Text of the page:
Sydney Australia

Sydney from above, below and beyond the bridge

Sunday started with heavenly weather, clear sky, warm breezes and sun on my face. A perfect day for a walking tour of the city. What was even more perfect is that I found a local guide with the words I’M FREE printed on his bright green shirt. These daily tours start at 10:30am and go for about three hours, and by the end I felt like I was a local. I must have looked like one too, since a few people asked me for directions later. We hit many of the major Sydney sites and learned a bit about its history in a non-pretentious way. The tour was a perfect blend of knowledge and wit, and the guide even gave me tips for my upcoming tour of China!

I was so inspired by this walking tour that I decided to venture off even more and take some of the advice I received from both the guide and other travlers. First, I was told that just about the only thing you can do for free at the opera house is use their tiolets, so that’s just what I did. I got to see the amazing architecture up close, inside and out. The bathrooms were lovely as well.

Then I followed other instruction to walk to the far side of the botanical gardens to get a wonderful view of the bridge and house together (see photo above). Along my walk I strolled by picnicers, sunbathers and wedding parties galore.

I had time to wander around the open air markets in The Rocks area, which are held every weekend, and a great place to go for local food, fashion and art. By this time my legs started to question my sanity, but I still had more trekking to do, only this time I would take it to the next level, birdseye level.

At first I wasn’t so worried about the Bridge Climb. I’ve heard from several people how great it was, and that I had nothing to worry about. So when I was put through several stages of preparation (paper signing, breatilizer, uniforms and safety gear) I started to wonder what I got myself into. I went through more prep to walk over a bridge than I did to jump off one. I was greatful for the prep though. They equiped us with warm bridge climbing attire that was the same color as the bridge so we didn’t distract any drivers below. Then we were attached to a rope that lined the bridge, useful for keeping us on the bridge and going in the right direction. I was the lucky one to get stuck in the back of the line. After I stumbled once in the beginning, I was first glad that no one saw it, but then a little worried that no one would notice if I was gone. Thankfully, as the climb progressed I gained my bridge climbing legs and my worries faded.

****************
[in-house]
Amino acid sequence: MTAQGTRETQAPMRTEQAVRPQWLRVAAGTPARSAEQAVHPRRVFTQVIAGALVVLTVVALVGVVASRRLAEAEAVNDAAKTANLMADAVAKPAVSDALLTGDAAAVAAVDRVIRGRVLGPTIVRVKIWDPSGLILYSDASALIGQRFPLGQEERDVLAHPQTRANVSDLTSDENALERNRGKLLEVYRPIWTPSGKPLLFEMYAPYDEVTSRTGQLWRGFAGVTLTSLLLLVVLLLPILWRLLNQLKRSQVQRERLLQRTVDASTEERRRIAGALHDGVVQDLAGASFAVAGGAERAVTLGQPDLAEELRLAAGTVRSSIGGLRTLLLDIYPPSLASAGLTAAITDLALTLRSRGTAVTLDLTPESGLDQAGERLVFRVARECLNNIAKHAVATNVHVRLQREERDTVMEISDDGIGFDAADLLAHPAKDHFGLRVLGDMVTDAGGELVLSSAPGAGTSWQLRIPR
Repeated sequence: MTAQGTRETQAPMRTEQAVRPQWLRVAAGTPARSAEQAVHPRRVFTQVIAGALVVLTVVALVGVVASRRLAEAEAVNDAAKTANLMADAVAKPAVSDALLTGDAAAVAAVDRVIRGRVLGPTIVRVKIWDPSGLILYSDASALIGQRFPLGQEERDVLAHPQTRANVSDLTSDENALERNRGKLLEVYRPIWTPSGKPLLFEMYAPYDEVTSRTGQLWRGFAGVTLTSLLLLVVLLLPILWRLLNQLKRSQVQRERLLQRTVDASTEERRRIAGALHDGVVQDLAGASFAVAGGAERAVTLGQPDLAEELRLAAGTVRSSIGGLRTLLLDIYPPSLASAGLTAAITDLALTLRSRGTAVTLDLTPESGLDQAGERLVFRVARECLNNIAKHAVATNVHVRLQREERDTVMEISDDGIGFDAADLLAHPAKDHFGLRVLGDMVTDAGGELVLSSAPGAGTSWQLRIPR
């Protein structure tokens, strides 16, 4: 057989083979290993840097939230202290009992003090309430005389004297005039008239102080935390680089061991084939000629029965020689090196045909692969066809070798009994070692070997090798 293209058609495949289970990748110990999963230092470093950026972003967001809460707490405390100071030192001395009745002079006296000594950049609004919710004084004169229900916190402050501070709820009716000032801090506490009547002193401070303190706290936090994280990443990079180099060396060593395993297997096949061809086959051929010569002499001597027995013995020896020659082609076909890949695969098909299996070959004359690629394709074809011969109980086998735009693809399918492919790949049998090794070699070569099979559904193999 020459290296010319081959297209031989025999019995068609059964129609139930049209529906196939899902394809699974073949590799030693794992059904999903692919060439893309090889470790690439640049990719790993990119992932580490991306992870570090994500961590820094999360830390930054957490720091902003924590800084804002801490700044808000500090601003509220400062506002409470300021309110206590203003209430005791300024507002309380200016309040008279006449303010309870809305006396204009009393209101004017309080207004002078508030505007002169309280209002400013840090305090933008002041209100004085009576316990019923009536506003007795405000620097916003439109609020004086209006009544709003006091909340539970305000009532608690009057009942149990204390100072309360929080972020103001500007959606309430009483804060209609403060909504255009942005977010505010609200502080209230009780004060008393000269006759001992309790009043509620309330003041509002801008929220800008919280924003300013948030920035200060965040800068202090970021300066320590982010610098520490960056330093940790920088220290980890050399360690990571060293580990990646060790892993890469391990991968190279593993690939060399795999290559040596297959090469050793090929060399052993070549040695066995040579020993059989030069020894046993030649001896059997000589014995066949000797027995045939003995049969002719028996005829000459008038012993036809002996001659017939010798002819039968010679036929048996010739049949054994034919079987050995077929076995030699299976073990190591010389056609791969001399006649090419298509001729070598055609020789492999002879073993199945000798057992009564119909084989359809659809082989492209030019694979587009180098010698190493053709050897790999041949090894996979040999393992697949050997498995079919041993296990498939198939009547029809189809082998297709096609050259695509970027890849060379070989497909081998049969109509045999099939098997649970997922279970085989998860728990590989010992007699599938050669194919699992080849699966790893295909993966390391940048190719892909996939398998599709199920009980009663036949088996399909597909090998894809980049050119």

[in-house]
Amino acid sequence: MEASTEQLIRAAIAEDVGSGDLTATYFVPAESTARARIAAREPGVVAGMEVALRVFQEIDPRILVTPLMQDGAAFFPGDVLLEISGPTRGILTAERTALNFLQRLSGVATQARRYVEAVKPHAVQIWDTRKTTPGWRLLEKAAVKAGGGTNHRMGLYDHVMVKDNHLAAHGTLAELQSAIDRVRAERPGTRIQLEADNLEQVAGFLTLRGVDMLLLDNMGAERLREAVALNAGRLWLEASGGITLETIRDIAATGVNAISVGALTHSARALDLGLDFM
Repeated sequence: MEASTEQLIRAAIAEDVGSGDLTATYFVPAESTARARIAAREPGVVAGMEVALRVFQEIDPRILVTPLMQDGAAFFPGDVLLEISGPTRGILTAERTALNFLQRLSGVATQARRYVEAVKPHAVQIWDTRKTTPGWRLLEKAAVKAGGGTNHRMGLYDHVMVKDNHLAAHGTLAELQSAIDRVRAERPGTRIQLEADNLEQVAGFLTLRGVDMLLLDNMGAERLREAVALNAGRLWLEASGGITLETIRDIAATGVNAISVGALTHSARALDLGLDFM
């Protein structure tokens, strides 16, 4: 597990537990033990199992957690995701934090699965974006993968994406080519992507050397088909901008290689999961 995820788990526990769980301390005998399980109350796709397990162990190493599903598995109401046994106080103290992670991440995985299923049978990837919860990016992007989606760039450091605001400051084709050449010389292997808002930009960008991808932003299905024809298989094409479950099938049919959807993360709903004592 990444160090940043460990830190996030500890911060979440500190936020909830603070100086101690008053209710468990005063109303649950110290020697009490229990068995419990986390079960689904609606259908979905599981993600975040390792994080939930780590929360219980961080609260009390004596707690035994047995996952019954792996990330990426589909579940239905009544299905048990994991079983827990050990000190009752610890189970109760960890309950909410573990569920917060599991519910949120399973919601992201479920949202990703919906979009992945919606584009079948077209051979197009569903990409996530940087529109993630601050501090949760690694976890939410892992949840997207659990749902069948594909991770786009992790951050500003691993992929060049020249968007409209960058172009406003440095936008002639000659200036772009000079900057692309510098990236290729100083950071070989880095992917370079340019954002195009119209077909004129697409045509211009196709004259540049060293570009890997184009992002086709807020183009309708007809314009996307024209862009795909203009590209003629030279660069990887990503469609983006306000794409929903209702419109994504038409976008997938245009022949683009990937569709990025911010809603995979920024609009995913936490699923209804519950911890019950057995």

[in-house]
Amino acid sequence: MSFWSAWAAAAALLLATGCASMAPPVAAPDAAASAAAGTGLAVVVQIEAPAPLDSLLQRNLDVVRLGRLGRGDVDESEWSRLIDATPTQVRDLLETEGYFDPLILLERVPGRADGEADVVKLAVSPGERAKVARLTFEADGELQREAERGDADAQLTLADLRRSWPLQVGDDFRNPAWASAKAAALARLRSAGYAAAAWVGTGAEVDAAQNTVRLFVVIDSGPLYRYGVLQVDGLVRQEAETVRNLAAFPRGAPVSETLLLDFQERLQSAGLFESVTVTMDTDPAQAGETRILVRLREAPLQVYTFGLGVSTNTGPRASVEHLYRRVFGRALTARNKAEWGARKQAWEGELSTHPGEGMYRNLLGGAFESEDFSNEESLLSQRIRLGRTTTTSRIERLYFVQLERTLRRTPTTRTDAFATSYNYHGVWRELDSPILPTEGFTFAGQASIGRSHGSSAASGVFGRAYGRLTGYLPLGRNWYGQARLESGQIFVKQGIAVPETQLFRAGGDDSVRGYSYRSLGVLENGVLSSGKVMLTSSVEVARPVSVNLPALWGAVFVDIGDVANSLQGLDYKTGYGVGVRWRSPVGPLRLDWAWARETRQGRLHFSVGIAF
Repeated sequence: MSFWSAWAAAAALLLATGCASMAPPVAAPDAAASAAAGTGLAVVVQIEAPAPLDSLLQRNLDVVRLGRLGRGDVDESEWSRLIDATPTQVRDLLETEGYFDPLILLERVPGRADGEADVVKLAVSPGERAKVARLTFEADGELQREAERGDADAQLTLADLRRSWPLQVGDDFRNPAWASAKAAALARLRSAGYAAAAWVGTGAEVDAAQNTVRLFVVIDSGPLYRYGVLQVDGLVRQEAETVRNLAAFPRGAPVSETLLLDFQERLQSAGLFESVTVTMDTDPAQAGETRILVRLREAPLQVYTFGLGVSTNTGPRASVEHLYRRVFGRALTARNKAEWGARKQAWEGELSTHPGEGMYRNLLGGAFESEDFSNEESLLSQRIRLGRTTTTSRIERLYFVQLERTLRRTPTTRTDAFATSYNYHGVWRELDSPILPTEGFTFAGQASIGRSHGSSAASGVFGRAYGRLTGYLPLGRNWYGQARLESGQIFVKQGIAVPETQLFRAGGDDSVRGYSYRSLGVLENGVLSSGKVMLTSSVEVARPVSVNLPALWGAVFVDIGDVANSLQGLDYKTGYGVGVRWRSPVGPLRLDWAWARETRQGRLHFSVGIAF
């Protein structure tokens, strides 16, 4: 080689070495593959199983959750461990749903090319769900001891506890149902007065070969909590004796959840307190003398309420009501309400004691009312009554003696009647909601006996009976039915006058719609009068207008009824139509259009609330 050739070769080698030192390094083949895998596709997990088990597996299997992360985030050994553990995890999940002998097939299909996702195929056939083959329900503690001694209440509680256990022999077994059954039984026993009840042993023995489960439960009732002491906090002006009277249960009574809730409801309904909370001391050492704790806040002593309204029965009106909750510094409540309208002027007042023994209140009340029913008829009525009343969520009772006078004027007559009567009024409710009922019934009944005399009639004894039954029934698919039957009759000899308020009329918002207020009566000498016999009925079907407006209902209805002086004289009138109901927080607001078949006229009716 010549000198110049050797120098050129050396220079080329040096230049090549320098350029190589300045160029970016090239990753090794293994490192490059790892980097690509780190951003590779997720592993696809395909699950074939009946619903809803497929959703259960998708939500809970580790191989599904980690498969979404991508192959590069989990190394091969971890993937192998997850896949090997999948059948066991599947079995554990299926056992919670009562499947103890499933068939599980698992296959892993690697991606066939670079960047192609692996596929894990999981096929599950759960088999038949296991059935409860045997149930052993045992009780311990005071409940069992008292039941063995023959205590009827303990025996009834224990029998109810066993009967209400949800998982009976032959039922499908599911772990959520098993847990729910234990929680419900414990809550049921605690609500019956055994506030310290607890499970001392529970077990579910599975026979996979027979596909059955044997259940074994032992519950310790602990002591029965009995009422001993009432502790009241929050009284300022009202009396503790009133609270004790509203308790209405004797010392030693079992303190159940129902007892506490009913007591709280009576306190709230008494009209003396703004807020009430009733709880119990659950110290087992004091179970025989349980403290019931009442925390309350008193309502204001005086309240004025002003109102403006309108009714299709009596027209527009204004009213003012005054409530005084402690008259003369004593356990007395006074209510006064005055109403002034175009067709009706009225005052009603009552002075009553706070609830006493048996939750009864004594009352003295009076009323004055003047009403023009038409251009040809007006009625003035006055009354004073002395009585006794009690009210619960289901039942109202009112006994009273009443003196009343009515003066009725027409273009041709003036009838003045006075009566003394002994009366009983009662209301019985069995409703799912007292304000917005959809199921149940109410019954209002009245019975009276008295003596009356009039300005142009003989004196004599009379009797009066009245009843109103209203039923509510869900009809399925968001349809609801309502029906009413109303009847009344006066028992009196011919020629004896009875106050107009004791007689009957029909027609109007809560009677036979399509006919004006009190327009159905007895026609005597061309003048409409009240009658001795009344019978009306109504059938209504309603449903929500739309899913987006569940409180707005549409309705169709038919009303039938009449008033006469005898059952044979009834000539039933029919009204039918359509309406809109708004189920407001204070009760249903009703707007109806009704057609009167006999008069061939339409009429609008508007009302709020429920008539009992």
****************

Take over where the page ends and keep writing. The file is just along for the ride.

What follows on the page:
This climb is really like nothing else I have ever experienced, or probably will ever experience again. Even though the clouds rolled in once we reached the summit the view was priceless. Bubby always said that rain meant good luck, and I felt extremely lucky to be standing over Sydney Harbor looking down at all the neighboring islands as the heavens spritzed its luck down on us.

Yesterday was quite a day, so much so that I was too exhausted to blog about it! So now you get two for one so I can catch you up.

Today was the tour of the blue mountains. Truthfully, I was too tired to notice if they were truly blue or not, but I’ll download the photos later and let you decide.

The day had a similar feel to the tour of milford sound, since I was completly immersed in nature. There were more waterfalls and rolling hills, sharp cliffs and cloud covered mountain tops. Instead of a cruise, our mode of transport was a series of cable cars and trains that took us up and down steep inclines, almost like a rollarcoaster, only slower. We also went in search of some kangaroos, but all I saw were a bunch of native birds. All in all it was another fantastic day in nature with more commentary on history along the way. I am looking forward to a lazy day on the beach tomorrow though. No guides, no schedule, just me taking in all I can on my last day in Sydney.

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